Greenleaf Gourmet Chopshop has been in business for more than 10 years and boasts six locations in Southern California. The menu is a combination of build-your-own and chef-inspired bowls and salads that are full of flavor but void of things like cream and added sugar. QSR spoke with Jonathan Rollo, commander in leaf, about what makes a menu-worthy salad, his process of developing the best bite, and where he sees salad menus trending in the future.

How do Greenleaf’s salads stand out?

From the very beginning, the salads and menu items that we create for Greenleaf focus on being fresh and healthy and on innovation with different combinations of ingredients that we haven’t necessarily seen before, or really fun spins on classics. What we try to accomplish is what we call a “Greenleaf version.” It is generally healthier; lower-calorie; nothing artificial, with preservatives, or refined; and uses no sugar-added options. We let the natural ingredients speak for themselves and put them into combinations and pairings that enhance the overall profile of the menu item. If it’s a salad, we want to make sure that there’s the maximum amount of pleasure derived from each bite without having to pay for it in terms of calories or health.

Could you give an example of a menu item that achieved these goals?

We created a Spicy Chicken Caesar Bowl and, instead of it being laden with cheese and really heavy caesar dressing and croutons, we created a combination of shredded kale with a vegan, no-sugar, and low-calorie spicy caesar dressing on a bed of our proprietary Paleo Rice, all-natural grilled chicken, and a wedge of avocado. If you do want to be gluttonous, instead of mixing it throughout, we include a big Parmesan crisp on the side, so if you want that super cheesy, salty Parmesan bite, it’s there for you. This bowl has skyrocketed to be our No. 1-selling salad or bowl for this summer. I think that’s because it accomplishes all of those things that people want when they come to Greenleaf, which is, A, something healthy, but also, B, something delicious. It’s a familiar classic with our own spin and has been driving a lot of return customers back. It’s been a really good gateway salad for us.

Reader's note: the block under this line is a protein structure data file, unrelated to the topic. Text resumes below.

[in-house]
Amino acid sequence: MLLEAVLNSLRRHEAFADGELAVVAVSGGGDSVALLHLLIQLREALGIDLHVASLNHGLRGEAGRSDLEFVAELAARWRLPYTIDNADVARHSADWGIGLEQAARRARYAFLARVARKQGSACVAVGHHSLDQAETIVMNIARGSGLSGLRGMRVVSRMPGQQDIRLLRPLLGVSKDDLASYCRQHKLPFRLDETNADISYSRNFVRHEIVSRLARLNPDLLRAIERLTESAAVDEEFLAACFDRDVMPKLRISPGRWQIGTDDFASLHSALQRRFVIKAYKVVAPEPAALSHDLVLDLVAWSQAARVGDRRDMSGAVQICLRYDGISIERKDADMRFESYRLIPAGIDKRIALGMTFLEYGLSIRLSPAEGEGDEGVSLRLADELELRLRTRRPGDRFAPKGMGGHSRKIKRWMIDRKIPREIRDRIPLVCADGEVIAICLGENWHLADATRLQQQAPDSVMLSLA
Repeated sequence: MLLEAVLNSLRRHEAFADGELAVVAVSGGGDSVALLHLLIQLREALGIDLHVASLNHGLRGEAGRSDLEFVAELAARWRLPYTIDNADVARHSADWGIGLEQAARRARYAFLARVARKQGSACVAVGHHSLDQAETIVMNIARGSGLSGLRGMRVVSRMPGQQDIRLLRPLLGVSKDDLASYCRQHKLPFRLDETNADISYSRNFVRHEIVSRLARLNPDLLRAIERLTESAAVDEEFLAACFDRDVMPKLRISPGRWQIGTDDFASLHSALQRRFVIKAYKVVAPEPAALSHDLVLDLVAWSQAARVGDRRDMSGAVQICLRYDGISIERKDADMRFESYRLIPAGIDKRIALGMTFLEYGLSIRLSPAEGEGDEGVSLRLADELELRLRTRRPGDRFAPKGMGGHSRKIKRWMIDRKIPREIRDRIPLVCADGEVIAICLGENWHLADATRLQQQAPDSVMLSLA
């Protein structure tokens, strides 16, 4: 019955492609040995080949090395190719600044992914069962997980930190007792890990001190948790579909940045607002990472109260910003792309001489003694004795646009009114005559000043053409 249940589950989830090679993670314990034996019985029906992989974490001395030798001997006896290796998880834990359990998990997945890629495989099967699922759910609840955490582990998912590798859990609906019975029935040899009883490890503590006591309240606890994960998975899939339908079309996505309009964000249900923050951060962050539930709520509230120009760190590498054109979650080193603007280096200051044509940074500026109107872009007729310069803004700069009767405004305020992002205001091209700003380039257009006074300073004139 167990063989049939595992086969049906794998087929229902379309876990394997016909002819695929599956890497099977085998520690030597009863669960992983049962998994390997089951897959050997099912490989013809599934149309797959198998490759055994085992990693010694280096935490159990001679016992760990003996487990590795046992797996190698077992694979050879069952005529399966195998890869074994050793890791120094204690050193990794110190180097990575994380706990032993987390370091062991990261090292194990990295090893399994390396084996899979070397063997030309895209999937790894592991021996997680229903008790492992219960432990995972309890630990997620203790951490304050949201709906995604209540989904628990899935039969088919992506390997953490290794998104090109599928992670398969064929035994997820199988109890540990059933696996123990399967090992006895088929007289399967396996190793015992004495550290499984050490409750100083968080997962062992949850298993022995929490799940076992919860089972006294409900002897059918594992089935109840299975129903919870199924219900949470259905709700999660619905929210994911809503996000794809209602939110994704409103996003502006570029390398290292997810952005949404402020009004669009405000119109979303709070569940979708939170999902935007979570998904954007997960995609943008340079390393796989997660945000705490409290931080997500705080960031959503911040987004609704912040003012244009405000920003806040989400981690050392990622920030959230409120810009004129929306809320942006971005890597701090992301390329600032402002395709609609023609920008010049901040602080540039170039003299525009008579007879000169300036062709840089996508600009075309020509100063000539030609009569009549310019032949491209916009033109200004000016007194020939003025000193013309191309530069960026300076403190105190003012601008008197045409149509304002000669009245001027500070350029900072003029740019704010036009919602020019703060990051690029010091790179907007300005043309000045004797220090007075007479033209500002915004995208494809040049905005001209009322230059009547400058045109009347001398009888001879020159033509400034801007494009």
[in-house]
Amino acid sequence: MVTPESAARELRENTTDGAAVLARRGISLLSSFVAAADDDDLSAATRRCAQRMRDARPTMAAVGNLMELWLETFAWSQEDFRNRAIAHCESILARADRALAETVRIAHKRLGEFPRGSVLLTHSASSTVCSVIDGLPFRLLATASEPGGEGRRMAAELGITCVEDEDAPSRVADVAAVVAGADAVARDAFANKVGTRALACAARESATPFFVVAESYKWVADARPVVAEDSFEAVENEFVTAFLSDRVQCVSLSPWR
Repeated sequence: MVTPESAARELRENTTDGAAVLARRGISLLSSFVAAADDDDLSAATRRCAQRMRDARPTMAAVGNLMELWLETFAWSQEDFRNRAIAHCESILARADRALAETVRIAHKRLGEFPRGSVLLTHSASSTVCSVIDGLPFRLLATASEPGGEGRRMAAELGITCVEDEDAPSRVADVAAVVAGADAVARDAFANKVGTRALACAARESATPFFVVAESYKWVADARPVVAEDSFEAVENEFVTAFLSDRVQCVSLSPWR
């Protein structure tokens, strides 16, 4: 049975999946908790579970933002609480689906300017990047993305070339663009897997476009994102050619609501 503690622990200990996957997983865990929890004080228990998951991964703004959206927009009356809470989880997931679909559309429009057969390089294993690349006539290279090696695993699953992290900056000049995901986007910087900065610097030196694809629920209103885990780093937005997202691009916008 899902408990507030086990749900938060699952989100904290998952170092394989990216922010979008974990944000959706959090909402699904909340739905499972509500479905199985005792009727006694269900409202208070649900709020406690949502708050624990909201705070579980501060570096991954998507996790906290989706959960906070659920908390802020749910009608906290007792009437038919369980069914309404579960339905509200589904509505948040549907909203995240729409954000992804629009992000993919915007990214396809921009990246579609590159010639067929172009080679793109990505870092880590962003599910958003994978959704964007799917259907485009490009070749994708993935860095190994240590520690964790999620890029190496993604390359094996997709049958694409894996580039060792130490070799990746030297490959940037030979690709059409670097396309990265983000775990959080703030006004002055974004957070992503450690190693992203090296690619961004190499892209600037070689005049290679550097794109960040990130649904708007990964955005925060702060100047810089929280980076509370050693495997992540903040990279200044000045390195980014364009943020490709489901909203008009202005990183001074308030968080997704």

What components would you say every good salad needs?

I think every salad has to have a great mix of flavors and textures. It has to have a great balance of acid and sweet. For me, that balance can come from very few ingredients or a lot. I personally prefer to try to create maximum flavor profiles with as few ingredients as possible, but it’s also a lot of fun to experiment with the bounty of a season and really see if you can get everything to just speak cohesively with a few tweaks here and there.

How do you think salad menus will develop in the future?

Over the last two years, we’ve experienced bowls in general, as opposed to salads, getting great momentum. One of our most popular items is called the La La Bowl. It started as an LTO when we opened our location at the University of Southern California and was just so popular. It’s a beautiful dish with all these great ingredients compartmentalized around so you could build yourself the perfect bite. But one very interesting thing that we have noticed is that that bowl in particular and the rest of our bowls have really started to gain momentum and pace the salad section of the menu competitively.

I think that there’s been a lot of clarity as of late with what “healthy” is. It’s not just lettuce that allows for a clean meal. Our customers very astutely have learned that you can use a mix of greens, vegetables, and grains like paleo cauliflower rice to create a substantial and satisfying meal while keeping it very clean. Clean means something slightly different in today’s vernacular.

Furthermore, like what we’ve experienced with the Spicy Chicken Caesar, we are going to see a lot of reinvented classics with people taking traditional favorites that are well known and loved and upping them for the next generation. Whether that means making them diet (like keto or paleo) friendly or just using more modern techniques, those tweaks will allow for the next generation to fall in love with the classics.

I also think we’ll see different flavor combinations that haven’t really been accessible to the everyday diner before. We’re working on a Mediterranean-Asian combo; we’re calling it “Mediter-asian.”

Fast Casual, Menu Innovations, Story, Green Leaf's